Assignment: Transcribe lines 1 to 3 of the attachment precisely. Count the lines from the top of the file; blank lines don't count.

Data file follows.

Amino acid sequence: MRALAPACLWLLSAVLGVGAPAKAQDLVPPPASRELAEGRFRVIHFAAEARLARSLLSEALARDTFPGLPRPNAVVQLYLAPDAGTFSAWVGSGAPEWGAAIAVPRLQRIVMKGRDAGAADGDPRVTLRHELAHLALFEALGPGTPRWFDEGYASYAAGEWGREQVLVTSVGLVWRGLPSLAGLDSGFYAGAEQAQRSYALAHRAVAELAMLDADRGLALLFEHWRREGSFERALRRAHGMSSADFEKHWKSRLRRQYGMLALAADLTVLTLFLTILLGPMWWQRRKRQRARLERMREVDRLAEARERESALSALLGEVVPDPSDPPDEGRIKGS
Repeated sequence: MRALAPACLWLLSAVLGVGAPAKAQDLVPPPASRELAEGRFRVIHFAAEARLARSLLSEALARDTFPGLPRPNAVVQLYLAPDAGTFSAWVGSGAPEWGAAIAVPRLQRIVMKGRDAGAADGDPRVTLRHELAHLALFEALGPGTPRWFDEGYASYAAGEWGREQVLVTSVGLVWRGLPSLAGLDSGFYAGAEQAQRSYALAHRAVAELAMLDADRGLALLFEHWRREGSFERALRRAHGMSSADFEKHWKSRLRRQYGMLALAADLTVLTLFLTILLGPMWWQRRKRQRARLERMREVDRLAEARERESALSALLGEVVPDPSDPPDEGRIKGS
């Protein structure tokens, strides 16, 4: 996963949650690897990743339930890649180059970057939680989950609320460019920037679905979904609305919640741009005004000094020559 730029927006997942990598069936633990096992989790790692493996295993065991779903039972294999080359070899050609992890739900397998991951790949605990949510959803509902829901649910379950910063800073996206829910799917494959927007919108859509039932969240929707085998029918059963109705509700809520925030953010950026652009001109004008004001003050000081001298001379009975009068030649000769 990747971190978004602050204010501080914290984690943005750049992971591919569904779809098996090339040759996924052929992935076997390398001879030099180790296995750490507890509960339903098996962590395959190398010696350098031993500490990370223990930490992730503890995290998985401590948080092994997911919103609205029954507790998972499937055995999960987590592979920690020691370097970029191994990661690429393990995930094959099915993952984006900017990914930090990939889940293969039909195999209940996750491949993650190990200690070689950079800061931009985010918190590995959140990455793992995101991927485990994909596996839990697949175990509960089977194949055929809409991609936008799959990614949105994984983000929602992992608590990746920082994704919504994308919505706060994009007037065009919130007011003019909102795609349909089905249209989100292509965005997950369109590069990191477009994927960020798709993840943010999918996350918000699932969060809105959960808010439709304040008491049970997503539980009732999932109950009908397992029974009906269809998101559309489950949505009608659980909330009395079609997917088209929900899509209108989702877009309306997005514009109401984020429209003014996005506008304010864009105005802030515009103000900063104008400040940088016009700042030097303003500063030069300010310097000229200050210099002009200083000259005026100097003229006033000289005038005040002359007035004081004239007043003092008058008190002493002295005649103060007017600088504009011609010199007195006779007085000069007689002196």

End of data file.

Amino acid sequence: MRALAPACLWLLSAVLGVGAPAKAQDLVPPPASRELAEGRFRVIHFAAEARLARSLLSEALARDTFPGLPRPNAVVQLYLAPDAGTFSAWVGSGAPEWGAAIAVPRLQRIVMKGRDAGAADGDPRVTLRHELAHLALFEALGPGTPRWFDEGYASYAAGEWGREQVLVTSVGLVWRGLPSLAGLDSGFYAGAEQAQRSYALAHRAVAELAMLDADRGLALLFEHWRREGSFERALRRAHGMSSADFEKHWKSRLRRQYGMLALAADLTVLTLFLTILLGPMWWQRRKRQRARLERMREVDRLAEARERESALSALLGEVVPDPSDPPDEGRIKGS
Repeated sequence: MRALAPACLWLLSAVLGVGAPAKAQDLVPPPASRELAEGRFRVIHFAAEARLARSLLSEALARDTFPGLPRPNAVVQLYLAPDAGTFSAWVGSGAPEWGAAIAVPRLQRIVMKGRDAGAADGDPRVTLRHELAHLALFEALGPGTPRWFDEGYASYAAGEWGREQVLVTSVGLVWRGLPSLAGLDSGFYAGAEQAQRSYALAHRAVAELAMLDADRGLALLFEHWRREGSFERALRRAHGMSSADFEKHWKSRLRRQYGMLALAADLTVLTLFLTILLGPMWWQRRKRQRARLERMREVDRLAEARERESALSALLGEVVPDPSDPPDEGRIKGS
């Protein structure tokens, strides 16, 4: 996963949650690897990743339930890649180059970057939680989950609320460019920037679905979904609305919640741009005004000094020559 730029927006997942990598069936633990096992989790790692493996295993065991779903039972294999080359070899050609992890739900397998991951790949605990949510959803509902829901649910379950910063800073996206829910799917494959927007919108859509039932969240929707085998029918059963109705509700809520925030953010950026652009001109004008004001003050000081001298001379009975009068030649000769 990747971190978004602050204010501080914290984690943005750049992971591919569904779809098996090339040759996924052929992935076997390398001879030099180790296995750490507890509960339903098996962590395959190398010696350098031993500490990370223990930490992730503890995290998985401590948080092994997911919103609205029954507790998972499937055995999960987590592979920690020691370097970029191994990661690429393990995930094959099915993952984006900017990914930090990939889940293969039909195999209940996750491949993650190990200690070689950079800061931009985010918190590995959140990455793992995101991927485990994909596996839990697949175990509960089977194949055929809409991609936008799959990614949105994984983000929602992992608590990746920082994704919504994308919505706060994009007037065009919130007011003019909102795609349909089905249209989100292509965005997950369109590069990191477009994927960020798709993840943010999918996350918000699932969060809105959960808010439709304040008491049970997503539980009732999932109950009908397992029974009906269809998101559309489950949505009608659980909330009395079609997917088209929900899509209108989702877009309306997005514009109401984020429209003014996005506008304010864009105005802030515009103000900063104008400040940088016009700042030097303003500063030069300010310097000229200050210099002009200083000259005026100097003229006033000289005038005040002359007035004081004239007043003092008058008190002493002295005649103060007017600088504009011609010199007195006779007085000069007689002196």